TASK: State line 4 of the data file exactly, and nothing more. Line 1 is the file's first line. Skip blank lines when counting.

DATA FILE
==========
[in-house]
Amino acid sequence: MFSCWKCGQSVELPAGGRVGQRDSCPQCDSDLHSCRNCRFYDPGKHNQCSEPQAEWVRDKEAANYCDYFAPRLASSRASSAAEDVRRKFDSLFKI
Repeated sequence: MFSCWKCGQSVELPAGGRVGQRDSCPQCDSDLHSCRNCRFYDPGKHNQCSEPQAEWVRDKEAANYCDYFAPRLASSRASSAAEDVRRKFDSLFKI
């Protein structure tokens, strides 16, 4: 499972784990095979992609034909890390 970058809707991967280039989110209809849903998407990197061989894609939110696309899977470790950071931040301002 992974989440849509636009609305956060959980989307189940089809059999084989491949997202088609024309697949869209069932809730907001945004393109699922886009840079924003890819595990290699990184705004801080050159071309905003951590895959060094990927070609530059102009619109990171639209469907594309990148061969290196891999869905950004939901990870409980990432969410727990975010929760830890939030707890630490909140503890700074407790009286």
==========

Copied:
């Protein structure tokens, strides 16, 4: 499972784990095979992609034909890390 970058809707991967280039989110209809849903998407990197061989894609939110696309899977470790950071931040301002 992974989440849509636009609305956060959980989307189940089809059999084989491949997202088609024309697949869209069932809730907001945004393109699922886009840079924003890819595990290699990184705004801080050159071309905003951590895959060094990927070609530059102009619109990171639209469907594309990148061969290196891999869905950004939901990870409980990432969410727990975010929760830890939030707890630490909140503890700074407790009286």